Trauma can interfere with our daily lives and that would be a good indication that we need to seek out some professional help.

    People will also go through stages of reactions, at times handling it better than other times.

    For most people the opportunity to debrief, share their experiences and get support is essential to real recovery and the cessation of the C-PTSD symptoms. Even when most symptoms have subsided new issues can be triggered that many or may not require professional help.

    There are plenty of stories here of people who have successfully moved on with their lives.

  • J-ex-W

    Thank you, Lady Lee, for posting this.

  • shopaholic

    Thanks. I manifested a number of the symptoms after making the actual decision to leave. Its good to know that I wasn't just going crazy.

  • Lady Lee
    Lady Lee
    Its good to know that I wasn't just going crazy.

    Even though we feel crazy doesn't mean we are crazy

  • Gregor

    Thank you, LL.

    After reading this I realize that there is some PTS effects in my personality that I have just come to live without actually examining why. With me it was not just the JW experience but it was combined with a mentally ill/alcoholic father who was abusive (not sexually) when drunk and detached when sober. He had experienced a mob beating and head injury during the war when standing on the street with the Watchtower. He was in his early twenties at the time and the family always said it changed him. He eventually was given 1940's era electro shock "therapy" . He was a good person, long gone now, and I understand him better.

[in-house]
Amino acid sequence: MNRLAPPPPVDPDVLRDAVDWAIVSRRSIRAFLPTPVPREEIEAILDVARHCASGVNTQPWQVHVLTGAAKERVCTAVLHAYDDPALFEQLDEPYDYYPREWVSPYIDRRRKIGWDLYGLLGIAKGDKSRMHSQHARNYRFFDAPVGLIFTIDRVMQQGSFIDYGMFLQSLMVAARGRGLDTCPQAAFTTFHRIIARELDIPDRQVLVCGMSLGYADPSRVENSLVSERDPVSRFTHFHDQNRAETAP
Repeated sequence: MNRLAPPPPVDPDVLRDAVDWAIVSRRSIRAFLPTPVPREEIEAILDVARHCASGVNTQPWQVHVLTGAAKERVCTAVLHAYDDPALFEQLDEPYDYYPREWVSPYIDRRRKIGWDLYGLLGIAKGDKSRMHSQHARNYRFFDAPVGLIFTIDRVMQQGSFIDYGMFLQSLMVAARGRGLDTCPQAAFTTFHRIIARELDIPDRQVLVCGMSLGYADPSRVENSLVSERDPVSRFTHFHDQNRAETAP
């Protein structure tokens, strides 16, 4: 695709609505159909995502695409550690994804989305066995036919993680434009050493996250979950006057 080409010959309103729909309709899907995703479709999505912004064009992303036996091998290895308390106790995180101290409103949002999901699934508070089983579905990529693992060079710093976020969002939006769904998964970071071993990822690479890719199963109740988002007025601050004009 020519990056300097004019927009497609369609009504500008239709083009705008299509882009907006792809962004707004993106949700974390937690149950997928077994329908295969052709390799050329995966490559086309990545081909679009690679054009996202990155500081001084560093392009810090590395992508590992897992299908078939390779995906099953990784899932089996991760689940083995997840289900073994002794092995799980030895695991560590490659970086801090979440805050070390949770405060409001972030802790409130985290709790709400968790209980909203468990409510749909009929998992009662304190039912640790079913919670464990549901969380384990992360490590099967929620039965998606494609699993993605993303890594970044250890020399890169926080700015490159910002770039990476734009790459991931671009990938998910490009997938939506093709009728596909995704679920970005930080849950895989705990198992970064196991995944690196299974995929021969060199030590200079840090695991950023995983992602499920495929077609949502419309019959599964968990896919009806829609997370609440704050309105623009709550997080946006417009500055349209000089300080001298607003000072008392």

• dinah

    Lady Lee, thanks for posting this. I'm going to show it to my husband to see if it clues him in.

    Gregor, I'm glad you understand your Dad more now. But I know it doesn't change how things were when you were a child. (At least you have two kick-butt sisters!!) *hugs*

  • SPAZnik

    Cool. I posted a link to this once, but you did a much better job at expounding it. Thx.

  • mcsemike

    To Lady Lee: That was an extremely well-written post. When I got my degree, I didn't have many options for courses about cults. I had chosen to take extra electives and did Social Gerentology and Child Development, with an emphasis on abuse of any kind. As you know, you can only take so many credits.

    I wish someone could put your post in a newsletter somewhere that people can download.

    My best to you.

  • golf2

    Thanks for the info. It makes me glad to know that people like you are spending time in doing research that will and has helped others about JW's mind control influence.

  • still_in74

    i deal with "sometimes-I'd-rather-just-be-dead-than-deal-wtih-this-crap-any-longer syndrome"....